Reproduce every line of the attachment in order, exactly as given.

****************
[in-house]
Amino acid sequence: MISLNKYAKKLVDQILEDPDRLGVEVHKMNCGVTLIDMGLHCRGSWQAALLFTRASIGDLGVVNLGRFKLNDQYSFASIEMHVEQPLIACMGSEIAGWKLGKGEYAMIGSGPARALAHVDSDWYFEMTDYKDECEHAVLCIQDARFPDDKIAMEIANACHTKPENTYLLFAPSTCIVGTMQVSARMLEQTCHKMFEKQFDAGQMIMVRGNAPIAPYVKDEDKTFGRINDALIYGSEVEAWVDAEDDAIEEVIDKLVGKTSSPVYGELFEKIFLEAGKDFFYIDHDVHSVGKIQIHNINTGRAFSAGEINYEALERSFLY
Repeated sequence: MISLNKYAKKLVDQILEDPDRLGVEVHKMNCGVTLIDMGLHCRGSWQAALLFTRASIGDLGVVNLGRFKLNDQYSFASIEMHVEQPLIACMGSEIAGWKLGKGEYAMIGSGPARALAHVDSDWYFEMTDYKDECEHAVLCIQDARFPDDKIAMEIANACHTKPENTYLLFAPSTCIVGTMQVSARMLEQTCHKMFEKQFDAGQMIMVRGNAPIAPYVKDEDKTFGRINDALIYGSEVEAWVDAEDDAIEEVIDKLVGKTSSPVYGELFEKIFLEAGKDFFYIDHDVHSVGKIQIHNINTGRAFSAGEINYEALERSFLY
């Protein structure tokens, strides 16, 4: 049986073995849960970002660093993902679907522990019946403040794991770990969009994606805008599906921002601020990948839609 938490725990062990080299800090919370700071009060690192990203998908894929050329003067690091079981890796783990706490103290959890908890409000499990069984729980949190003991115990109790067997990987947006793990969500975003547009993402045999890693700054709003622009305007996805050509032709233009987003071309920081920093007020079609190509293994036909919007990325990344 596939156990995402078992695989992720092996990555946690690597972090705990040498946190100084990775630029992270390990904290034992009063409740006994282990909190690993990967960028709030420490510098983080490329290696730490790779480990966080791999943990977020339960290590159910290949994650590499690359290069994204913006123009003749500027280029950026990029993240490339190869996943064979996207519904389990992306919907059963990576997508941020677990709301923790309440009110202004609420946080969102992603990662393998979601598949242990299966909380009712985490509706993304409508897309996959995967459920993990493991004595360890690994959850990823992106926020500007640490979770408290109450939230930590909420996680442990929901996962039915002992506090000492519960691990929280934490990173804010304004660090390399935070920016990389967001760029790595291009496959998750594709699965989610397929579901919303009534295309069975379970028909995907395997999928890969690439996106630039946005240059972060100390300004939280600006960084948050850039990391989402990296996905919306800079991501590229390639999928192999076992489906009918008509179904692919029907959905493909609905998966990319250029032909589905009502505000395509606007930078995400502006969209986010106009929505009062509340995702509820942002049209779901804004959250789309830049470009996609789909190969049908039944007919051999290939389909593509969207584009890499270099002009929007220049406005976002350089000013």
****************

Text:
[in-house]
Amino acid sequence: MISLNKYAKKLVDQILEDPDRLGVEVHKMNCGVTLIDMGLHCRGSWQAALLFTRASIGDLGVVNLGRFKLNDQYSFASIEMHVEQPLIACMGSEIAGWKLGKGEYAMIGSGPARALAHVDSDWYFEMTDYKDECEHAVLCIQDARFPDDKIAMEIANACHTKPENTYLLFAPSTCIVGTMQVSARMLEQTCHKMFEKQFDAGQMIMVRGNAPIAPYVKDEDKTFGRINDALIYGSEVEAWVDAEDDAIEEVIDKLVGKTSSPVYGELFEKIFLEAGKDFFYIDHDVHSVGKIQIHNINTGRAFSAGEINYEALERSFLY
Repeated sequence: MISLNKYAKKLVDQILEDPDRLGVEVHKMNCGVTLIDMGLHCRGSWQAALLFTRASIGDLGVVNLGRFKLNDQYSFASIEMHVEQPLIACMGSEIAGWKLGKGEYAMIGSGPARALAHVDSDWYFEMTDYKDECEHAVLCIQDARFPDDKIAMEIANACHTKPENTYLLFAPSTCIVGTMQVSARMLEQTCHKMFEKQFDAGQMIMVRGNAPIAPYVKDEDKTFGRINDALIYGSEVEAWVDAEDDAIEEVIDKLVGKTSSPVYGELFEKIFLEAGKDFFYIDHDVHSVGKIQIHNINTGRAFSAGEINYEALERSFLY
């Protein structure tokens, strides 16, 4: 049986073995849960970002660093993902679907522990019946403040794991770990969009994606805008599906921002601020990948839609 938490725990062990080299800090919370700071009060690192990203998908894929050329003067690091079981890796783990706490103290959890908890409000499990069984729980949190003991115990109790067997990987947006793990969500975003547009993402045999890693700054709003622009305007996805050509032709233009987003071309920081920093007020079609190509293994036909919007990325990344 596939156990995402078992695989992720092996990555946690690597972090705990040498946190100084990775630029992270390990904290034992009063409740006994282990909190690993990967960028709030420490510098983080490329290696730490790779480990966080791999943990977020339960290590159910290949994650590499690359290069994204913006123009003749500027280029950026990029993240490339190869996943064979996207519904389990992306919907059963990576997508941020677990709301923790309440009110202004609420946080969102992603990662393998979601598949242990299966909380009712985490509706993304409508897309996959995967459920993990493991004595360890690994959850990823992106926020500007640490979770408290109450939230930590909420996680442990929901996962039915002992506090000492519960691990929280934490990173804010304004660090390399935070920016990389967001760029790595291009496959998750594709699965989610397929579901919303009534295309069975379970028909995907395997999928890969690439996106630039946005240059972060100390300004939280600006960084948050850039990391989402990296996905919306800079991501590229390639999928192999076992489906009918008509179904692919029907959905493909609905998966990319250029032909589905009502505000395509606007930078995400502006969209986010106009929505009062509340995702509820942002049209779901804004959250789309830049470009996609789909190969049908039944007919051999290939389909593509969207584009890499270099002009929007220049406005976002350089000013």